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Exploring new frontiers in optical networking

Exploring new frontiers in optical networking

The world’s appetite for bandwidth continues to grow with no obvious limits in sight. Current projections are 30 - 40 percent per year, and within a dozen years, we’ll be looking at networks needing to supply 100X of their current capacity. But when it comes to the physics involved in moving bits across fiber optic networks, there are some very real limits. One of these is the Shannon Limit, which has now been reached when it comes to spectral efficiency, or the maximum capacity that can be achieved on a fiber. There are also very real boundaries on network power use, associated with economics and climate change. These limits call for innovative approaches that will help us to open new frontiers in optical networking and continue to meet the world’s growing need for connectivity.

For the last decade, we’ve expanded bandwidth in the network by increasing the performance of coherent modem implementations. With fiber capacity and spectral efficiency now limited by the Shannon Limit, we must look for other ways to enable further scale and performance that will drive ongoing reductions in network TCO. We can add more optical components and boost power, but then we run into other limits like the cost of electricity and the size of our carbon footprint. 

The trick is to get more bandwidth while reducing the overall “cost per bit”. This can be done in several ways: reducing power used, reducing the number of optical Interfaces in the network by increasing the reach of transmission, and enabling more capacity to be deployed per line card, while leveraging existing platforms to avoid forklift upgrades.

Power use has always been part of the calculation of total cost of ownership (TCO) by network operators, but with the rise in energy costs and the geo-political uncertainties around future supplies, it has taken on added importance. Power use is also a pretty good proxy for carbon footprint; reducing this has now become a global priority for our planet. This is changing as utilities slowly shift to renewables, but, with a few exceptions, the power consumed by the world’s networks is still largely generated by burning fossil fuels, so reducing power use usually means less CO2 produced.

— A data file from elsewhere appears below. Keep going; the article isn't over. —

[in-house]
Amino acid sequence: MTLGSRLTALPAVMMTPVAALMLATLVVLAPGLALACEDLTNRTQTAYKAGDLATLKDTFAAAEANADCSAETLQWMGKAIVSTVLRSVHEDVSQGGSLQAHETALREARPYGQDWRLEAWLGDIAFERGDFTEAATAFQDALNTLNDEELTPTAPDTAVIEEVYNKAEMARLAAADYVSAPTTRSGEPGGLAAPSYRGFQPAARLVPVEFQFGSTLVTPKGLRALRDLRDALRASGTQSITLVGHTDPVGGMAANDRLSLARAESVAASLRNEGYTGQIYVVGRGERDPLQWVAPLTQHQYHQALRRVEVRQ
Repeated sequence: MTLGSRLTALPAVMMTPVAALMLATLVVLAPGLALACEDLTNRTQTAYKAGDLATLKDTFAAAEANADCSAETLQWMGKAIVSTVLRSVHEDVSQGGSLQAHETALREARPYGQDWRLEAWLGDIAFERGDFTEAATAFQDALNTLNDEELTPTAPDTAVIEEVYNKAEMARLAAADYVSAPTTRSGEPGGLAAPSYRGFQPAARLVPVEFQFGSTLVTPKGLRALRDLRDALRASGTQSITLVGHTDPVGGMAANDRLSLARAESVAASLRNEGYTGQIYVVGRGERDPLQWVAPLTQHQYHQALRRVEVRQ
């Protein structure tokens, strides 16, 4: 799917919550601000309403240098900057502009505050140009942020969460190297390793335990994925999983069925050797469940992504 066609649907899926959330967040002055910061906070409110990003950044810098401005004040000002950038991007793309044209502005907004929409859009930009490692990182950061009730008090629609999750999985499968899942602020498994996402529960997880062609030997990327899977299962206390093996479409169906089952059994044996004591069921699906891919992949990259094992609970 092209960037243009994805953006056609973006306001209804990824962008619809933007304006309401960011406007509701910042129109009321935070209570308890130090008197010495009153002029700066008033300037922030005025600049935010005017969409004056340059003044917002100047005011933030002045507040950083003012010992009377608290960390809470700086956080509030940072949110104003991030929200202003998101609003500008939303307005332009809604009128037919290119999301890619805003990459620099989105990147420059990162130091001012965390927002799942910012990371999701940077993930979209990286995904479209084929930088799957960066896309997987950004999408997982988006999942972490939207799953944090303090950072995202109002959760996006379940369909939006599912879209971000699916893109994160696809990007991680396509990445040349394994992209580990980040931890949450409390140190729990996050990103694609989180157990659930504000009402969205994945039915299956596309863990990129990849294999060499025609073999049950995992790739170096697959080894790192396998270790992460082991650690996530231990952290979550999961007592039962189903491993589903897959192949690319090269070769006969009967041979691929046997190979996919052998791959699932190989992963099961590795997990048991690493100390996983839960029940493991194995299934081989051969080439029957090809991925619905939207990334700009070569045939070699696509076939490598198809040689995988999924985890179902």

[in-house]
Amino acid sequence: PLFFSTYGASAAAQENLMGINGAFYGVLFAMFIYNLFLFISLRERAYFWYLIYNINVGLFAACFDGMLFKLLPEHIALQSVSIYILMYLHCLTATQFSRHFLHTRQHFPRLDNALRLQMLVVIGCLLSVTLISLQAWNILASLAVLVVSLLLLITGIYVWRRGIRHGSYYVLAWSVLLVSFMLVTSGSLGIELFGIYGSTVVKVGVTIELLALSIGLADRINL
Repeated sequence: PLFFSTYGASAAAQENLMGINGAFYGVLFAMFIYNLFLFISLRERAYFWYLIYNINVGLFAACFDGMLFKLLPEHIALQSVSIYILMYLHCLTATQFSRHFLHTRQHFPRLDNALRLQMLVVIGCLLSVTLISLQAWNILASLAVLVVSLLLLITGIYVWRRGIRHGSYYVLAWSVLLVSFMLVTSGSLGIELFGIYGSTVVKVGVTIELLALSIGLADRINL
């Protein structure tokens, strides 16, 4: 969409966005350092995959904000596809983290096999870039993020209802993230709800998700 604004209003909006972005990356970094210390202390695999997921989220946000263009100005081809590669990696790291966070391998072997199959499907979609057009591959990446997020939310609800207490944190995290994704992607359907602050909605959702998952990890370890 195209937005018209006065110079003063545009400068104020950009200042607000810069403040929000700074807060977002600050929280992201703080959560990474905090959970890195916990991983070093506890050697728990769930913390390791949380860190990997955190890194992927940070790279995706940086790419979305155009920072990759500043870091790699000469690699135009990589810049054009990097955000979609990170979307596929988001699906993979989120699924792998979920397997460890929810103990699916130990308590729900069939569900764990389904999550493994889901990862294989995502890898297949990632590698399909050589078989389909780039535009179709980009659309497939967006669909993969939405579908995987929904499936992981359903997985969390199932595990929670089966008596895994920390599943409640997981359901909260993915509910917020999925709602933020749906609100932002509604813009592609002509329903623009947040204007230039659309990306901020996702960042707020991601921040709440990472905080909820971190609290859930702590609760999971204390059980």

Delivering the most advanced coherent optics

One approach to the cost per bit issue is to deploy fewer optic components for a given amount of capacity. The PSE-6 super-coherent DSP (digital signal processor) leverages the latest silicon CMOS 5-nm process technology, which is allowing us to achieve ~130GBaud operation for greater wavelength capacity per linecard, and transmission distances that go 3X further than the previous generation of 7-nm DSPs. 

Figure 1

Figure 1:  PSE-6s delivers the most advanced super-coherent technology for today's networks

Because there is inverse relation between distance and capacity, the alternative approach, more attractive to regional and metro carriers, is to fit more services on shorter links. Using two PSE-6s bonded together and able to share client capacity in a single linecard, we now offer a 2.4Tb/s optical transport engine. This allows network operators to transport three 800GE services per linecard compared to current coherent solutions operating at 800Gb/s that can only carry one 800GE service, or single-wavelength 1.2Tb/s solutions that strand the additional available capacity.